Georgia Yeoman-Dale stated her case for a regular place in the Matildas squad (Photo: Getty Images)

The Matildas truly began their journey to Rio earlier this week with two matches against 2015 FIFA Women's World Cup participants China (quarter finalists) and England (third place).

In anticipated tight contests, Australia recorded a 1-1 draw with China – although still scratching our heads at the penalty – and a 1-0 loss to England.

Head coach Alen Stajcic used these matches to assess new talent - Georgia Yeoman-Dale, Amy Harrison, Tara Andrews and Caitlin Cooper – and increase the versatility of the squad with personnel and formation changes.

It is part of a process to select an 18 player squad – down from the World Cup squad of 23 – for February/March 2016's Olympic Qualifiers.

[More: Australia fall to England 1-0]

These are observations from the two encounters:

Yeoman-Dale stakes her claim: Since 2011, the right-back duties for the national team was essentially a lock between Caitlin Foord and Teigen Allen. However the last 12 months has seen Foord almost exclusively in that role with the a number of auditions for back-ups seemingly not working out.

The problem (read that loosely) with Foord is that she is equally dangerous and effective at left back or higher up the pitch but freeing her up requires that back-up right back. Enter Georgia Yeoman-Dale.

Like any good Australian full back, Yeoman-Dale has been converted from an attacker to an attacking full back. A move to the Newcastle Jets proved fruitful with the 21 year-old having a standout in Season 7 of the W-League.

In her first starts for Australia against China and England, she demonstrated that she has all the hallmarks of pace, dribbling ability and the engine to patrol that flank. That's not to say there weren't times she was caught out of position or gave the ball away cheaply but that is where frequent international experience will come in.

Kellond-Knight is still really good and Alleway continues to impress: The World Cup saw Kellond-Knight emerge is a top class holding midfielder and her time in Germany (although not a winning one at present) seems to have instilled even more confidence and assurance in her game. Kellond-Knight performed as the heart and the head of the team breaking up play, covering gaps and full back raids and keeping the ball moving for Australia.

While Alleway didn't receive as many plaudits during the World Cup, the 25 year-old looks to have become the key central defender with the pace to take on smaller, quicker forwards as well as aerial ability and body strength for more physically dominant attackers.

Four months is a long time in football: The last time the Matildas were in action was back on 22 June and several times it showed. Passes went astray, runs and passes weren't quite timed, the lines weren't quite in synch.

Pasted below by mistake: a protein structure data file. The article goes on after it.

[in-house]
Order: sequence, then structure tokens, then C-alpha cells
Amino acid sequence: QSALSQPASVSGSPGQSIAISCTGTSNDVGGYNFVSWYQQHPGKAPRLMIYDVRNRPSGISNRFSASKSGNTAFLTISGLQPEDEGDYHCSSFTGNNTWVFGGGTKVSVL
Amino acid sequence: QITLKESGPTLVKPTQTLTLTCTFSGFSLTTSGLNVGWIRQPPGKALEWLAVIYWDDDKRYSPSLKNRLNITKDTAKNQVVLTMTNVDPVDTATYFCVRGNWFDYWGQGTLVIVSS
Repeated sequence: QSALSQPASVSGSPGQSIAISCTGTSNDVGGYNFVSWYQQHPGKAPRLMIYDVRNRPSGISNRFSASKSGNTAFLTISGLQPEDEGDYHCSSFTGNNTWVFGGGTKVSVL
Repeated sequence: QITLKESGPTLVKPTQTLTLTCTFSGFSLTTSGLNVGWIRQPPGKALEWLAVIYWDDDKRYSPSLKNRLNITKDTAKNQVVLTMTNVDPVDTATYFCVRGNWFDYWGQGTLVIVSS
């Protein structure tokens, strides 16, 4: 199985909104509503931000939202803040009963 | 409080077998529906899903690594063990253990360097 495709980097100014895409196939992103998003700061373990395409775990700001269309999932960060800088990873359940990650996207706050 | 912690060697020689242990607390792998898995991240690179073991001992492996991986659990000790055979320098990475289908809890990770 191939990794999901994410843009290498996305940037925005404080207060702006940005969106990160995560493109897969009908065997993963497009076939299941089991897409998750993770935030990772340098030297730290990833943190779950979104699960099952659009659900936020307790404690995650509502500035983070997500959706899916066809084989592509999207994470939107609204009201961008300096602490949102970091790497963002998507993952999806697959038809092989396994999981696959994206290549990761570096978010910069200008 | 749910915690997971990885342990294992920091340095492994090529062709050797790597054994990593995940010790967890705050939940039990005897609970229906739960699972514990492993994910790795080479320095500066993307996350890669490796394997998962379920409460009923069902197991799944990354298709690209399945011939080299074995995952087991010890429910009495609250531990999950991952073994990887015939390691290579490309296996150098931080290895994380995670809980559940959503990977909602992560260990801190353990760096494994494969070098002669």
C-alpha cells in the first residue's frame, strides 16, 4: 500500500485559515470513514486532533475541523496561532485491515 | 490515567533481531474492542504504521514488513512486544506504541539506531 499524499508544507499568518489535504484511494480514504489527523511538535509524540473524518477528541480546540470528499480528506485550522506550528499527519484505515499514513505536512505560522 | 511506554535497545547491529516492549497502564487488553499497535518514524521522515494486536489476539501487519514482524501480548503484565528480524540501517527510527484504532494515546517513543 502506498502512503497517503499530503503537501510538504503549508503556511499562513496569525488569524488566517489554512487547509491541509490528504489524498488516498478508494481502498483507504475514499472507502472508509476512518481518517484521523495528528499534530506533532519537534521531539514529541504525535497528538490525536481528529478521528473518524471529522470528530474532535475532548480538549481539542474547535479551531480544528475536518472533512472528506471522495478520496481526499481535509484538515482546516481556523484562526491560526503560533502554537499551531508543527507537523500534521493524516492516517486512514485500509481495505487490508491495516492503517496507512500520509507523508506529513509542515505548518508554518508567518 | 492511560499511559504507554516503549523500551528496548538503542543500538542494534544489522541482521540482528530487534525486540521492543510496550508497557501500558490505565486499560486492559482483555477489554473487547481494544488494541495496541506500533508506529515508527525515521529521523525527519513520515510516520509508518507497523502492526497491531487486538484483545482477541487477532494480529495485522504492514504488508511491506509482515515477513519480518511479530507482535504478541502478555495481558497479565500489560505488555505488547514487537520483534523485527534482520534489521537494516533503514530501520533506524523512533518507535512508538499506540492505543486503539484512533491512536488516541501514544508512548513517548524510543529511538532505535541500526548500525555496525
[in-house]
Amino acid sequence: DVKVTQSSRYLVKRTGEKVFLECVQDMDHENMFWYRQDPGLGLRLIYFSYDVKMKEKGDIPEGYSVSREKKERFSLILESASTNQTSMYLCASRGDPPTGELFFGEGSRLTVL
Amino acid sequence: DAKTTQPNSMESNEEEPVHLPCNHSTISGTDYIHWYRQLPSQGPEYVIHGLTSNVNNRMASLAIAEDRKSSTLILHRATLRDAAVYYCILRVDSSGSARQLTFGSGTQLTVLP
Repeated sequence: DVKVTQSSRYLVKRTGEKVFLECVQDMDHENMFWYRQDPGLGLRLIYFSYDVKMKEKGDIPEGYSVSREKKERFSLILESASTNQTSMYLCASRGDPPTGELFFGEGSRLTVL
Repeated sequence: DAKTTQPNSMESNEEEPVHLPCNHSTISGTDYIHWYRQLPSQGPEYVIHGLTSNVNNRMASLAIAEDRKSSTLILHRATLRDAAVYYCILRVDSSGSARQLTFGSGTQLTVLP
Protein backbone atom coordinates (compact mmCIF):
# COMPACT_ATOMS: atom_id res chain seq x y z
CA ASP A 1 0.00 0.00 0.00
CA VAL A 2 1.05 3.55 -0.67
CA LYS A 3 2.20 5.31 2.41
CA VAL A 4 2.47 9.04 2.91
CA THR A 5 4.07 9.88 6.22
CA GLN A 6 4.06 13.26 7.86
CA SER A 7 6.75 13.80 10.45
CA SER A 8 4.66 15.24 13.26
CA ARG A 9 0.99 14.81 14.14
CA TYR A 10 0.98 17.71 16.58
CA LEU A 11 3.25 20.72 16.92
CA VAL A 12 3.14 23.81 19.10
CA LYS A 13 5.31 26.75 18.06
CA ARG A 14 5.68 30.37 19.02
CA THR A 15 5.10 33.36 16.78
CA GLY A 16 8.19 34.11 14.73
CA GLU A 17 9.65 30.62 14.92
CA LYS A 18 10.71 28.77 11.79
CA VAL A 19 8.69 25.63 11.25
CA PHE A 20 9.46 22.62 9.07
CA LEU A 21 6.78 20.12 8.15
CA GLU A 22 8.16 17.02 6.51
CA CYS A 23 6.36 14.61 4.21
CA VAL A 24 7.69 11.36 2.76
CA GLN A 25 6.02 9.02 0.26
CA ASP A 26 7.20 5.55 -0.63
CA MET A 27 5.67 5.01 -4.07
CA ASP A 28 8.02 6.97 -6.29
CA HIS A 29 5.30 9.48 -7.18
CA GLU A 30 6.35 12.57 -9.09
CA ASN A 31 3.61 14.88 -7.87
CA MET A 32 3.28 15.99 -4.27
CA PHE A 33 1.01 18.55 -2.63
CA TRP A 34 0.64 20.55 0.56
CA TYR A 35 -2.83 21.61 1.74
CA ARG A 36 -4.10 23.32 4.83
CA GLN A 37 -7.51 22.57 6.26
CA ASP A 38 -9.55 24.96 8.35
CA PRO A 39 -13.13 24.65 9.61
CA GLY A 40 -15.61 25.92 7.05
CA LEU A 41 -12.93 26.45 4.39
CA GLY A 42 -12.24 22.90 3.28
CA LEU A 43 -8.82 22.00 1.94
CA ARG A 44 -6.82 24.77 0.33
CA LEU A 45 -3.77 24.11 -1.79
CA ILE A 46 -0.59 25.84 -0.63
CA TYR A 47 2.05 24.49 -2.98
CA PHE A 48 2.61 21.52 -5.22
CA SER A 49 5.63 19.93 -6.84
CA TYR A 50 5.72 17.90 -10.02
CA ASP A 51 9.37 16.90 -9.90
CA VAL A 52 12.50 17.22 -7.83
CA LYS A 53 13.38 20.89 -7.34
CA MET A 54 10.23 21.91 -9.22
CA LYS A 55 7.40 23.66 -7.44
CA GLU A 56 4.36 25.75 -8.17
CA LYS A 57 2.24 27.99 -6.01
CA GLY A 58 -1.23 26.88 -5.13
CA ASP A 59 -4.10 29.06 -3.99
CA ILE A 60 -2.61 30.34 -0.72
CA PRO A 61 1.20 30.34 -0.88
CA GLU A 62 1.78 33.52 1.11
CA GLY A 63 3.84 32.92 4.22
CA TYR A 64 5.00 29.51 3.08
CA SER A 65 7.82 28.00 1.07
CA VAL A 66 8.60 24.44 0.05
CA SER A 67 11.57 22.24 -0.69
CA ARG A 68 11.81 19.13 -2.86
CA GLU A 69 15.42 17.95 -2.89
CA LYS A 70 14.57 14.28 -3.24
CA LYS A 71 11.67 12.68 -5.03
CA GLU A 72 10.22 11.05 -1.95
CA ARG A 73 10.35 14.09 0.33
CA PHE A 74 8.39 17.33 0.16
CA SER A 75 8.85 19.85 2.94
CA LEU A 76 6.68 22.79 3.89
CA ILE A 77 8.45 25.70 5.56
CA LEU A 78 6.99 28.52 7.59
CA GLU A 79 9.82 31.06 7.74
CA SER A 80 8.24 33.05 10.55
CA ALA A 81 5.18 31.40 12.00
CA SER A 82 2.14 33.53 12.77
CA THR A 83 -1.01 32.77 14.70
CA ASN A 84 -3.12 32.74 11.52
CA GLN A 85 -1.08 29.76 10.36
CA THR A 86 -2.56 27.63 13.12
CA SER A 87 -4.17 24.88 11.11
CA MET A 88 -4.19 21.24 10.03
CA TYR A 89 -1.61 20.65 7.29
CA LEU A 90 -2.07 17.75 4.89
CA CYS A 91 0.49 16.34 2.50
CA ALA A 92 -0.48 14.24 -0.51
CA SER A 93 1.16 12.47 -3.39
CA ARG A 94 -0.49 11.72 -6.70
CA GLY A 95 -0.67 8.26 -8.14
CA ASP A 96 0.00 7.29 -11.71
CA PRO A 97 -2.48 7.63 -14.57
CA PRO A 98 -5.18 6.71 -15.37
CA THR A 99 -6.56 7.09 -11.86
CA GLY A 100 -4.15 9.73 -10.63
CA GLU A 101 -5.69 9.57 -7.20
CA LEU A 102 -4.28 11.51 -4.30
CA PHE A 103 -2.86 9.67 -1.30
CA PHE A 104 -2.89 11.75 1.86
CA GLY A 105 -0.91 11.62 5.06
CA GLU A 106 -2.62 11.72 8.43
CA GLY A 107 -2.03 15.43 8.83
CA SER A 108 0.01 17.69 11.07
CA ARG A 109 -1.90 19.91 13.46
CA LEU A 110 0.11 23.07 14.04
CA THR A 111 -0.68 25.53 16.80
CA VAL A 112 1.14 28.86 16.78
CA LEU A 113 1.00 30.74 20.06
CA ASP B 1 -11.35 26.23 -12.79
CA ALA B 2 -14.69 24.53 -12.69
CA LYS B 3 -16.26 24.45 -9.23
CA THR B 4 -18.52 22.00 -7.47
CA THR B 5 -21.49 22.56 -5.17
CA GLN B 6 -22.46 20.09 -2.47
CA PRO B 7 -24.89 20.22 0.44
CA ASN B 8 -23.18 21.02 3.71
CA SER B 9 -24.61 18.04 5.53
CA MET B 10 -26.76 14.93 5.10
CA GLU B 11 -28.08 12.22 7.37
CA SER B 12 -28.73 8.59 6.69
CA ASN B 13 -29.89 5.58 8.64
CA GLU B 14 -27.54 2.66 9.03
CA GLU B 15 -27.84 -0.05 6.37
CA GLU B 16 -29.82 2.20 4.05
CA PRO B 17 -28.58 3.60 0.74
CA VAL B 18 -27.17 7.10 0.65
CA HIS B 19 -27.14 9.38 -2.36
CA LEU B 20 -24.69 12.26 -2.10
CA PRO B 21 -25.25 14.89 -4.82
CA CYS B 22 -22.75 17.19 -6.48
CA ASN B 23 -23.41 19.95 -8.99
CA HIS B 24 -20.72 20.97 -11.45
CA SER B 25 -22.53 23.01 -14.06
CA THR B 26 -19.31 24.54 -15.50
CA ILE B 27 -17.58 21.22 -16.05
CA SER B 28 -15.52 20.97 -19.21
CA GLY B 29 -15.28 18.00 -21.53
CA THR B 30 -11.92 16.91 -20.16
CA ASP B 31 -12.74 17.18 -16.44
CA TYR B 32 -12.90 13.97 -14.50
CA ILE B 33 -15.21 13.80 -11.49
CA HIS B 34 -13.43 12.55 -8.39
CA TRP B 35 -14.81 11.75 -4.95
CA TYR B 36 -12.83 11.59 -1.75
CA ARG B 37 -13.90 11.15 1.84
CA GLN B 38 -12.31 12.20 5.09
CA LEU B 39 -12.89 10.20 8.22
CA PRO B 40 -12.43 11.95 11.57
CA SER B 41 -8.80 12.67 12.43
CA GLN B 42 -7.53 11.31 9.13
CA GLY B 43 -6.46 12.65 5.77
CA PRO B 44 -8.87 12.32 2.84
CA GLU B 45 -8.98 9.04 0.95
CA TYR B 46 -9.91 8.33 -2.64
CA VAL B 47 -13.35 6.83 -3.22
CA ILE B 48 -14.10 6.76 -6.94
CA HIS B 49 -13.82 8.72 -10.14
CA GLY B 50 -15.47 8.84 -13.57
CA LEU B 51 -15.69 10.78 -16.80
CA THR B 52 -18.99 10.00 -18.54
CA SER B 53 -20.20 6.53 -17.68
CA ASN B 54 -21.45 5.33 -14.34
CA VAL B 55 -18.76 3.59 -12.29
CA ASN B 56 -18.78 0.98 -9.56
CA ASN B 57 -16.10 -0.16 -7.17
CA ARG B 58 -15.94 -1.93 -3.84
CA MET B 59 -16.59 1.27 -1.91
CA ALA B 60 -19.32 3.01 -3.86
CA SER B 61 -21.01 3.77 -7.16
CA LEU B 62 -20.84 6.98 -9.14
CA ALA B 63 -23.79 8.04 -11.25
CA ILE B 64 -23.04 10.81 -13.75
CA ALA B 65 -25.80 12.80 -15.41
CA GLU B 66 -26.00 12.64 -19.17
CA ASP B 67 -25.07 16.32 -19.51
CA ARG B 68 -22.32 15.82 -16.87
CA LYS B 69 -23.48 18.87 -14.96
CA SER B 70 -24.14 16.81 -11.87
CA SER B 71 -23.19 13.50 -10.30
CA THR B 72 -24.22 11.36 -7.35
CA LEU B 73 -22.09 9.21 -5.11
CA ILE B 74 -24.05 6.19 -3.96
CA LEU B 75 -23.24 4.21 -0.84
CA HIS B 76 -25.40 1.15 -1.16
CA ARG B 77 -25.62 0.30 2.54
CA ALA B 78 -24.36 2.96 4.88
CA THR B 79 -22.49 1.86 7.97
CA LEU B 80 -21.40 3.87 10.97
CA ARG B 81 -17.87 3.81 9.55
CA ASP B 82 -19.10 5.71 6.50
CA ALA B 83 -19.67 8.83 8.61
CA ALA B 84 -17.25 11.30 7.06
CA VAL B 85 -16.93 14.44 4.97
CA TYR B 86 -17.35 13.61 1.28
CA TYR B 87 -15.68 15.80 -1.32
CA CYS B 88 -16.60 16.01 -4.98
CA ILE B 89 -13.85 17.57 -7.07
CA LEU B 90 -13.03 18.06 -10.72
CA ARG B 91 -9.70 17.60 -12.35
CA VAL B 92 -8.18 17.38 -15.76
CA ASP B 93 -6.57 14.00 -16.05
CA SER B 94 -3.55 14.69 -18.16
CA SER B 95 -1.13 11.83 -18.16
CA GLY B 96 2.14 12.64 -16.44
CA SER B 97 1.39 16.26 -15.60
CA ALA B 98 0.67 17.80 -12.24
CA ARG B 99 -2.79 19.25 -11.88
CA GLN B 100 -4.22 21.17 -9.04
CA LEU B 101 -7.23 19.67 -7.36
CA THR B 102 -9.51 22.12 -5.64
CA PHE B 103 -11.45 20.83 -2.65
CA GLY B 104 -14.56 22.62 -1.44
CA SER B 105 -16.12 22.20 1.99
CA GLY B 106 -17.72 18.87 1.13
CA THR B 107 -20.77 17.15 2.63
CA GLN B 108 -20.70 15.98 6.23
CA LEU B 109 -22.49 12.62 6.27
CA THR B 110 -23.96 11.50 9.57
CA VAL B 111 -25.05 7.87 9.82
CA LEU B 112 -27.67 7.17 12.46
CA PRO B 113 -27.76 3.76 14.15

That could be down to some new players introduced but also showed just how sharp the team was four months ago and how much can be achieved with a full time program. In saying that the fundamentals of the team game plan were still sound and several passages of play gave a reminder of the best of the Matildas.

Australia still needs a Plan B: The World Cup demonstrated that the Matildas have a pretty good Plan A and when it works, against the right opposition, it has also demonstrated in can undo some of the best teams in the world. However, when another nation can match Australia at their game (Japan) or nullify them, there needs to be an ability to switch it up.

The first half of the match against England, were able implement their game plan and could easily have had a goal to show for it. But in the second half England adjusted and, as they did to Japan (despite losing narrowly) and Germany in the World Cup, were able to blunt Australia's game

Rio Olympics qualifying is going to be tough: Not that one was needed but the Three Nations Tournament was a reminder that the AFC Olympic Qualifiers are going to be extremely tough. The tightness of the matches with the world no. 5 and 15 mirrors that of the AFC.

Only two spots are available for six teams with an average ranking of 13, with four of those nations in the Top 15. Playing every other day, Australia's draw will be critical as will the roster. A relatively favourable draw could allow more squad rotation to help combat the fatigue that appeared to have crept into the starting XI by the World Cup Quarter-Final

For the program, qualifying for the Rio Olympics is paramount. With the Australian Sports Commission's Winning Edge strategy, non-qualification will continue to have funding implications as shown in the past by the loss of Institute of Sports programs in the Australia's capital cities. On the other hand, returning to the status of an Olympic sport will open up new and significant funding for women's football. But it's going to be tough.